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The amount of money owed by consumers to lenders for all types of non-mortgage credit increased significantly in October, in keeping with surges seen in most of the last several months.

Consumer credit jumped 6.2 percent on an annual basis in October, driven by increases in both revolving and nonrevolving borrowing, according to the latest statistical release from the Federal Reserve Board. Through the end of that month, consumers owed more than $2.75 trillion, up from the slightly less than $2.74 trillion seen at the end of September.

The larger portion of that increase came as a result of another uptick in nonrevolving credit, which is defined as installment loans not including mortgages, the report said. In October, this kind of borrowing rose to nearly $1.9 trillion, up from slightly less than $1.89 trillion, and an increase of more than $10 billion. That was also up from $1.75 trillion observed in October 2010. The increases seen in most of the last several months have repeatedly set all-time records for borrowing in this category.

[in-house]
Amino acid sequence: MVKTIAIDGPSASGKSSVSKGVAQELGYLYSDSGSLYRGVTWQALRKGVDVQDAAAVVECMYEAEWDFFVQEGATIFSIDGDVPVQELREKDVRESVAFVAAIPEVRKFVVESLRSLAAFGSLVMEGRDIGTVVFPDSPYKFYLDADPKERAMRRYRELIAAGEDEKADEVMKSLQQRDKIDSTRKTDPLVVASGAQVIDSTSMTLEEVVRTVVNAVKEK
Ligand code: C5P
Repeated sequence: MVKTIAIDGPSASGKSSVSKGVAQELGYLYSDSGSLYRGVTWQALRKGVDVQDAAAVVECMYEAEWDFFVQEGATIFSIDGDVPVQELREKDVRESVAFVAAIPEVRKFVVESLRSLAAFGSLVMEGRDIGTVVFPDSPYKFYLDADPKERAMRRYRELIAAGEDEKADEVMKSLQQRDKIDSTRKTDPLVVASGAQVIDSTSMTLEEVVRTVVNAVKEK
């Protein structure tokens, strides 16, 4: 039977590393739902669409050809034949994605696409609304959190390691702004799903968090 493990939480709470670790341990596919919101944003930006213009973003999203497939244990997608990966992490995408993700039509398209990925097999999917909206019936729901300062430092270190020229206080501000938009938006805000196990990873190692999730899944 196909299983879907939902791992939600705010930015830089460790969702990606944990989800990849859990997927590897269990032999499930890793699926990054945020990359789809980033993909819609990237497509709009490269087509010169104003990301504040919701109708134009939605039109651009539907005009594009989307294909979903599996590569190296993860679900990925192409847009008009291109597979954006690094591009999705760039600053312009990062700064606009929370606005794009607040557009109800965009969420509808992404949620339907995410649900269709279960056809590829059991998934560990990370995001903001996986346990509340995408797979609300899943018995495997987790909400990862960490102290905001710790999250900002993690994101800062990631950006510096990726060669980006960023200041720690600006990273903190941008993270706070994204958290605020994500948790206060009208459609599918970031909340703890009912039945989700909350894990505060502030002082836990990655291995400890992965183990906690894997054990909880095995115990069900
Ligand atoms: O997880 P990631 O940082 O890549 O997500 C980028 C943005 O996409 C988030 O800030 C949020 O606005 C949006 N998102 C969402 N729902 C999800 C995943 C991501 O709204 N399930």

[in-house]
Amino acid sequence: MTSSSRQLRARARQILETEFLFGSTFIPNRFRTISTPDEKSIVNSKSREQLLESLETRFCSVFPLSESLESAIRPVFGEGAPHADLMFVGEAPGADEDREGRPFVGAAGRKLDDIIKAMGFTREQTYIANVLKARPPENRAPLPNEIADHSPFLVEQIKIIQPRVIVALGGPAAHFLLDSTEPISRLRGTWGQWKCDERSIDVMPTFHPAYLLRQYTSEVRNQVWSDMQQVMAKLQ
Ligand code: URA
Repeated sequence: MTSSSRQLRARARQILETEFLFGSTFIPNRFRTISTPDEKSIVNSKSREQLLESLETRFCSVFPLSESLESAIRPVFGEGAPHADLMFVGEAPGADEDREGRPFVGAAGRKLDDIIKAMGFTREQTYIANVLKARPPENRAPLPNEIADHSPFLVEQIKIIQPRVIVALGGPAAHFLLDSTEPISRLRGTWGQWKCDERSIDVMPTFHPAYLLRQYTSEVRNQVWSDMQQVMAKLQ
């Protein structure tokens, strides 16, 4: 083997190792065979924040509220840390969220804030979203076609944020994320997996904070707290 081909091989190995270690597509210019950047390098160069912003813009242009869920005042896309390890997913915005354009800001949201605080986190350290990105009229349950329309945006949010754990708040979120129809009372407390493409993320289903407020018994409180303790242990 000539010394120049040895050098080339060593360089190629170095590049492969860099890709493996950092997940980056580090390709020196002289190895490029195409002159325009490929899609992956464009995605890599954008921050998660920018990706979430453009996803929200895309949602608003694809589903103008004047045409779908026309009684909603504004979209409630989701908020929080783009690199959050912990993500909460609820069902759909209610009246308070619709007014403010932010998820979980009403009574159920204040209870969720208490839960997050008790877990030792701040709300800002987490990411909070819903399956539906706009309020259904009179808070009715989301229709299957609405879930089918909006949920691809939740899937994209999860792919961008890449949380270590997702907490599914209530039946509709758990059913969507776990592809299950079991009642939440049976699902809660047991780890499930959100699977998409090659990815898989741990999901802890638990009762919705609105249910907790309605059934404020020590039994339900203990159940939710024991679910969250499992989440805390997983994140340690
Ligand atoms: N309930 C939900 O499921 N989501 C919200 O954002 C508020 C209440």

The majority of this increase in non-revolving debt came as a result of consumers seeking more education loans from the federal government, the report said. In October alone, this type of borrowing increased by $6.9 billion, to a total of $516.4 billion. That’s up from the $509.5 billion seen in September and a huge increase from the $402.2 billion seen in October 2011.

Meanwhile, borrowing on credit cards increased significantly as well, as borrowers added some $3.4 billion to their outstanding balances during the month, the report said. At October’s end, borrowers owed $857.6 billion on their credit cards, up 4.7 percent on an annual basis from the $848.7 billion seen in the same month last year, but also up from the $854.2 billion from September. The all-time high for this kind of borrowing, however, was nearly $1.03 trillion in July 2008 at the height of the recession.

Consumers generally tend to increase their borrowing efforts during the final few months of the year as a means of financing their holiday purchases, which means that revolving credit in particular could tick upwards in the near future. Further, this trend also tends to lead to increased instances of delinquency and default on credit cards in the new year.

Image: Images_of_Money, via Flickr

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